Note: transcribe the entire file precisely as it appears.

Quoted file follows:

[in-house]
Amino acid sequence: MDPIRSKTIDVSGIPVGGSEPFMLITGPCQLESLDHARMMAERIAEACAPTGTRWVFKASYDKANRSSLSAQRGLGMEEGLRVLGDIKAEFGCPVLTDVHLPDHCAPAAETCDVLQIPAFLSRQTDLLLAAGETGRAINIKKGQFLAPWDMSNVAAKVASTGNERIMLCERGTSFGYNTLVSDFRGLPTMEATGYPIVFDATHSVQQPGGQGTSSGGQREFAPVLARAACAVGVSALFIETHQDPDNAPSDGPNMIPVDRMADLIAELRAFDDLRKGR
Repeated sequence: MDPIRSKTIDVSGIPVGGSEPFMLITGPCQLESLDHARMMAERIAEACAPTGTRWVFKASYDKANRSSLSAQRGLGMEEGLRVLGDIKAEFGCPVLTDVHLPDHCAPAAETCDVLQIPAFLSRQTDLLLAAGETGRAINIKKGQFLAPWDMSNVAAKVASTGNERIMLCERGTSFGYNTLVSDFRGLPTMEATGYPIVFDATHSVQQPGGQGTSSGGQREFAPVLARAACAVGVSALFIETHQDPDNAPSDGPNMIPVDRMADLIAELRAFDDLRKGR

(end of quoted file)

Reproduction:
[in-house]
Amino acid sequence: MDPIRSKTIDVSGIPVGGSEPFMLITGPCQLESLDHARMMAERIAEACAPTGTRWVFKASYDKANRSSLSAQRGLGMEEGLRVLGDIKAEFGCPVLTDVHLPDHCAPAAETCDVLQIPAFLSRQTDLLLAAGETGRAINIKKGQFLAPWDMSNVAAKVASTGNERIMLCERGTSFGYNTLVSDFRGLPTMEATGYPIVFDATHSVQQPGGQGTSSGGQREFAPVLARAACAVGVSALFIETHQDPDNAPSDGPNMIPVDRMADLIAELRAFDDLRKGR
Repeated sequence: MDPIRSKTIDVSGIPVGGSEPFMLITGPCQLESLDHARMMAERIAEACAPTGTRWVFKASYDKANRSSLSAQRGLGMEEGLRVLGDIKAEFGCPVLTDVHLPDHCAPAAETCDVLQIPAFLSRQTDLLLAAGETGRAINIKKGQFLAPWDMSNVAAKVASTGNERIMLCERGTSFGYNTLVSDFRGLPTMEATGYPIVFDATHSVQQPGGQGTSSGGQREFAPVLARAACAVGVSALFIETHQDPDNAPSDGPNMIPVDRMADLIAELRAFDDLRKGR